Sister Mary Rosemary would settle into her peace the way I settled into the fifth grade, accepting that I might never get out of it, if Sister Mary Rosemary stayed with our class right along until graduation. Beyond that there was nothing of interest to us anyway. People like bankers, women no more like girls than grasshoppers are like butterflies, men with their black-rimmed glasses and dark leather cases who were supposed to be fathers, no one I had ever exchanged talk with, or whose talk I needed to, or could, understand.
You could look down and watch them bake in the convent kitchen. In the middle of a dream the sounds of silverware, boilers, the oven opening and slamming shut, kettles and cups and saucers, the timing bell going off and the sister cook giving instructions to someone out of sight, crowded into my unconsciousness like summoning pangs. It was the only time I felt anything. Hunger. But I hungered for nothing. There was nothing I cared to eat. All I felt was hungry, like Pussy sitting up when she hears her dish being handled back in the kitchen alongside the garden.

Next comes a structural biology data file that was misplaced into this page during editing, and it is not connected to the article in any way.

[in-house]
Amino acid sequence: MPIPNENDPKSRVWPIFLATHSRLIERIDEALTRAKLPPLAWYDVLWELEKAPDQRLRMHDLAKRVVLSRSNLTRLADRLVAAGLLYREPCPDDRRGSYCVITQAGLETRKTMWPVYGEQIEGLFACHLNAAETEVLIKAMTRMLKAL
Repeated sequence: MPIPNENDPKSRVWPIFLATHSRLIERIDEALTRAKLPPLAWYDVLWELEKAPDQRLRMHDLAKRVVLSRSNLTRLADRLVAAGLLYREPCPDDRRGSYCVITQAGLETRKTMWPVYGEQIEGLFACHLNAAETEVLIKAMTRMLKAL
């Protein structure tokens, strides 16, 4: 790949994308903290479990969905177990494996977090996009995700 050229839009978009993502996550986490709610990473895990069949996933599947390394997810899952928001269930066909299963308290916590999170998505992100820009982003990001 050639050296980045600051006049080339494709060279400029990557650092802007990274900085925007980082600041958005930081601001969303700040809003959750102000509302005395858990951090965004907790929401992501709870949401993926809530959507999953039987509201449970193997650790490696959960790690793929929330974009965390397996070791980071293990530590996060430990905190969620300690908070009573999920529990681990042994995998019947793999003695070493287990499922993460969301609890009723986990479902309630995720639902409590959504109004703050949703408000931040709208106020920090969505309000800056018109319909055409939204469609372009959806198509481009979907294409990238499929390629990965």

Not that I didn’t like spring, which was all during the fifth grade. Spring turning to summer was like a warm sleep. Sister Mary Rosemary sitting over her milk (Pussy again) and peacefully going off. Below the window was a schoolyard of flagstone. I don’t know what flagstone is, I probably got it wrong, from grandmother, a countrywoman, who noticed paving more than other, different, Americans do. A handball, or tennis ball and sometimes a fresh baseball bounding for yards on the flagstone, or against the building blocks of the school. A sunny, peaceful, sleeping sound, though it would sometimes wake Sister Mary Rosemary out of her sleep, cutting it short, though at times it wouldn’t. The bread truck coming up the street every day exactly on time, like the glass of milk arriving from the convent kitchen. It was a sound to me because there was a bell, probably connected with each loaf of bread that was sold. Rnnggg. Like a cash register on rubber wheels, wheeling up the residential block where the sunshine thick as buttermilk spread between the school and the apartment buildings, filling space like a deep vessel containing something yellow, golden, something mysteriously magical in a place without shadows, like this place, where Sister Mary Rosemary, and all of us, all of us, the little girls, the little bitches, exposing their thighs and hiding nothing, could hide nothing under their weightless dresses, all, the sisterhood and the fatherhood, the priesthood, the music teacher thumping the piano every morning in the convent music room, the mothers in the fifth grade and the classless black girls who sometimes waited in the rain to claim us and dropped us off at home, everything exposed to the contagion of peace, lured to it by promise, contained in it, as I was, through weakness or ordination, shared it like the diseased their mortal symptoms.